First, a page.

“What is our mission?” is a genuine decision; and a genuine decision must be based on divergent views to have a chance to be a right and effective decision. Developing a business mission is always a choice between alternatives, each of which rests on different assumptions regarding the reality of the business and its environment. It is always high-risk decision. A change in mission always leads to changes in objectives, strategies, organization, and behavior. The mission decision is far too important to be made by acclamation. Developing a business mission is a big step toward management effectiveness. Hidden or half understood disagreements on the definition of a business mission underlie many of the personality problems, communication problems, and irritations that tend to divide a top-management group. Establishing a mission should never be made on plausibility alone, should never be made fast, and should never be made painlessly.
Considerable disagreement among an organization’s strategists over vision and mission statements can cause trouble if not resolved. For example, unresolved disagreement over the business mission was one of the reasons for W.T Grant’s bank-crupty and eventual liquidation.

Too often, strategists develop vision and business mission statements only when the organization is in trouble. Of course, it is needed then. Developing and communicating a clear mission during troubled times indeed may have spectacular results and even may reverse decline. However, to wait until an organization is in trouble to develop a vision and mission statement is a gamble that characterizes irresponsible management. According to Drucker, the most important time to ask seriously, “What do we want to become?” and “What is our business?” is when a company has been successful.

“Success always obsoletes the very behavior that achieved it, always creates new realities, and always creates new and different problems. Only the fairy tale story ends, “They lived happily ever after.” It is never popular to argue with success or to rock the boat. HT ancient Greeks knew that the penalty of success can be severe.  The management that does not ask “What is our mission?” When the company is successful is, in effect, smug, lazy, and arrogant. It will not be long before success will turn into failure. Sooner or later, even the most successful answer to the question “What is our business?” becomes obsolete.”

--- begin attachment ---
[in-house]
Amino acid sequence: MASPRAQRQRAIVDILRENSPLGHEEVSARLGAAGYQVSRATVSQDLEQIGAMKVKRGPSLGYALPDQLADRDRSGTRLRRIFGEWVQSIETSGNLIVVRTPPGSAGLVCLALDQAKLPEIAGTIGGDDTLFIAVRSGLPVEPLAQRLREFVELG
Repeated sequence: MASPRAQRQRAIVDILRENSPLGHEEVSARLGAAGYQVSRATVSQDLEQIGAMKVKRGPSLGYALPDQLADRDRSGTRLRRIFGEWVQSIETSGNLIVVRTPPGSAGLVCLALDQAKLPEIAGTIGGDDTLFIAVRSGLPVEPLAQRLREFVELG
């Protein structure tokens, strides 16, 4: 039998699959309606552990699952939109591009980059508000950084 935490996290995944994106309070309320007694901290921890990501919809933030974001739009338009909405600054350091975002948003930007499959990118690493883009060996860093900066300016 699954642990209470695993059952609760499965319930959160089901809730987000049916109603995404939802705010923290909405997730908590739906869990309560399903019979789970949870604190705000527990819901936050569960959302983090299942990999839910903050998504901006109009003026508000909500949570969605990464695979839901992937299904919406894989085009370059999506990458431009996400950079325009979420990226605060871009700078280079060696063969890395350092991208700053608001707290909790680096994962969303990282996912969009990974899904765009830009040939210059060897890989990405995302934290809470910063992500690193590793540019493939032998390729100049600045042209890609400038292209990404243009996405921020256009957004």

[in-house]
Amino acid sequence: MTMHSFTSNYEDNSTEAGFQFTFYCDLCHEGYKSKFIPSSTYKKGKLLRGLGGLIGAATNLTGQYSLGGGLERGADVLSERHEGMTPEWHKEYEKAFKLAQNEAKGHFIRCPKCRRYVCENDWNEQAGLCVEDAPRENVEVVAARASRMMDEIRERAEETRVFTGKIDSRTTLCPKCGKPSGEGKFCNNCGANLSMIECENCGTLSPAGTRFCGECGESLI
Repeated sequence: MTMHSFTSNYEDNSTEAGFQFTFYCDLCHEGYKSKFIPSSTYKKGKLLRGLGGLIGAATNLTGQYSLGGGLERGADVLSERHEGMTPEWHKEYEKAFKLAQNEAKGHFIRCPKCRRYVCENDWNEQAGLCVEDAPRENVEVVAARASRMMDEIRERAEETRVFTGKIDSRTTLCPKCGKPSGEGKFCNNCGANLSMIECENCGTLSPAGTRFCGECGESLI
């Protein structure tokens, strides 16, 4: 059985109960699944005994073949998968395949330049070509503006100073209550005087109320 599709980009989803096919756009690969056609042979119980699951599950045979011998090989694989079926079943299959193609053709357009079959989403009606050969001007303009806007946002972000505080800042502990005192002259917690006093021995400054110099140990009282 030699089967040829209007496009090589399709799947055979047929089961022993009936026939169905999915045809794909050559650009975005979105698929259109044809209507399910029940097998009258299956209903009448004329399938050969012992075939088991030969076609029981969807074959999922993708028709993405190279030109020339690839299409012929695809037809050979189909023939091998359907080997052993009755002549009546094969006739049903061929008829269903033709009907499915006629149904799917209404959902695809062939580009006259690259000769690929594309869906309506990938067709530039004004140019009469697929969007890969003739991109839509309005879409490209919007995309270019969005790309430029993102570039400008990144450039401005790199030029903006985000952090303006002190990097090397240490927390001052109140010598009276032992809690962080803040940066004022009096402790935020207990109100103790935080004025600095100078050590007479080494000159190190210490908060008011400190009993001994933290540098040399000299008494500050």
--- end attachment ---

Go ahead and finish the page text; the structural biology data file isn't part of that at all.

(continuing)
In multidivisional organizations, strategists should ensure that divisional units perform strategic-management tasks, including the development of a statement of vision and mission. Each division should involve its own managers and employees in developing a vision and mission statement that is consistent with and supportive of the corporate mission.

An organization that fails to develop a vision statement as well as a comprehensive and inspiring mission statement loses the opportunity to present itself favorably to existing and potential stakeholders. All organizations need customers, employees, and managers, and most firms need creditors, suppliers, and distributors. The vision and mission statements are effective vehicles for communicating with important internal and external stakeholders. The principal value of these statements as tools of strategic management is derived from their specification of the ultimate aims of a firm.